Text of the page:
15 March 2018
This document is a set of flow charts illustrating data flow scenarios, involved parties providing hospitality services, steps of the guest journey and more. Four scenarios are presented: independent hotel, independent hotel with third party agreement, branded hotel and branded hotel with independent control.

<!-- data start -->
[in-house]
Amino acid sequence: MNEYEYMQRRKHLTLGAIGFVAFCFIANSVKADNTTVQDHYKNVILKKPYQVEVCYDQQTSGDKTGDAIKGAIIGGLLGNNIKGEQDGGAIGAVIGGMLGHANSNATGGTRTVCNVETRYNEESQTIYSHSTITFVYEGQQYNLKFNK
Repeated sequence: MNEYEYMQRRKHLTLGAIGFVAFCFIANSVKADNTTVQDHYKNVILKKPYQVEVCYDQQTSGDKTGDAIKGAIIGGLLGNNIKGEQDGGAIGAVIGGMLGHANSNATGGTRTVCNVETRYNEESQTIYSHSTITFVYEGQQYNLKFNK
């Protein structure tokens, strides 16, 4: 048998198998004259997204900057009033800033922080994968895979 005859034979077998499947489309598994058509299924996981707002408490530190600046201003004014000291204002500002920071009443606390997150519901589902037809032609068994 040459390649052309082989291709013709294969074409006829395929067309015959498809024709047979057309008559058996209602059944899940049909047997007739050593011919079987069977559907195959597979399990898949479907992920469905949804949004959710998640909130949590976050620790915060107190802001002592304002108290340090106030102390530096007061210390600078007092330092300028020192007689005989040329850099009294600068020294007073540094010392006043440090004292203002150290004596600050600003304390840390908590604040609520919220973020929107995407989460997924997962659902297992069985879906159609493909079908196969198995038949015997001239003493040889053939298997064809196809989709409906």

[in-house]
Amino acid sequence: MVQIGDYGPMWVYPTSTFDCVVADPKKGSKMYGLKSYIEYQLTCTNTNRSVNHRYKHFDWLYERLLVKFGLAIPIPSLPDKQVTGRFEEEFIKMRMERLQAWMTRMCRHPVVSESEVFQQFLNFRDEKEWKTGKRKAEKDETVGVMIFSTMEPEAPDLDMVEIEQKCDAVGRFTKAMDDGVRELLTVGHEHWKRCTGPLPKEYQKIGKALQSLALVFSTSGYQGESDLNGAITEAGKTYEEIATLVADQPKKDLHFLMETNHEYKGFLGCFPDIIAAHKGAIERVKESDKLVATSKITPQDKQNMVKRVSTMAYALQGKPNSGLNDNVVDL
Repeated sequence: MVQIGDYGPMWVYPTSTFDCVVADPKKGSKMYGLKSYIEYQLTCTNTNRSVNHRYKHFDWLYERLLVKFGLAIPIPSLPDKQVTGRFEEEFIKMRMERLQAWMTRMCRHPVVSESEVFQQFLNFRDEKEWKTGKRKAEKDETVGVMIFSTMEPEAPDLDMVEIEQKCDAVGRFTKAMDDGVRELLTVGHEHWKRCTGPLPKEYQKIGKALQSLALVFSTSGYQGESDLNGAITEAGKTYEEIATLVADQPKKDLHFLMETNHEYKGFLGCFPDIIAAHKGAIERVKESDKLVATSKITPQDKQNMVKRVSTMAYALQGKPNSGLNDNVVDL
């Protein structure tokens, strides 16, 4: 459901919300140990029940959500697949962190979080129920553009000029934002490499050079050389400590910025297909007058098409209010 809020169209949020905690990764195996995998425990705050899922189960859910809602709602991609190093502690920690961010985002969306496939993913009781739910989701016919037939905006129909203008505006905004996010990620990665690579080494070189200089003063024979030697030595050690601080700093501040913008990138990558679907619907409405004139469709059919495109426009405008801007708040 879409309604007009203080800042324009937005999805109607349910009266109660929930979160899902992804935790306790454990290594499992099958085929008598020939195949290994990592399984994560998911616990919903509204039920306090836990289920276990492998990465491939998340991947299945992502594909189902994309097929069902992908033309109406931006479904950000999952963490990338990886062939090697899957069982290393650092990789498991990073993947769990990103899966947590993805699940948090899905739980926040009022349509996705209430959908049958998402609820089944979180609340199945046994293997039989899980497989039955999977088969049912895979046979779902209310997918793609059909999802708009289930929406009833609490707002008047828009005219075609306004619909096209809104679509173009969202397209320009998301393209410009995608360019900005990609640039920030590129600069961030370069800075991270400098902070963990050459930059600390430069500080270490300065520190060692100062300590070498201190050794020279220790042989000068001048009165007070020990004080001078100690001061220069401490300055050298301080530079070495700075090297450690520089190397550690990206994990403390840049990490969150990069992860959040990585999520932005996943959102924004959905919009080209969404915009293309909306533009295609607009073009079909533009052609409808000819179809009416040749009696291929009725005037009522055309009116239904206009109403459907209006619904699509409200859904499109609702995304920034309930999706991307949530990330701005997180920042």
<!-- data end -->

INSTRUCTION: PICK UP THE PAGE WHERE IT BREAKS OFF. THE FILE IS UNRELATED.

Getting Ready For The GDPR: What Hoteliers Need To Know

ALICE ·15 March 2018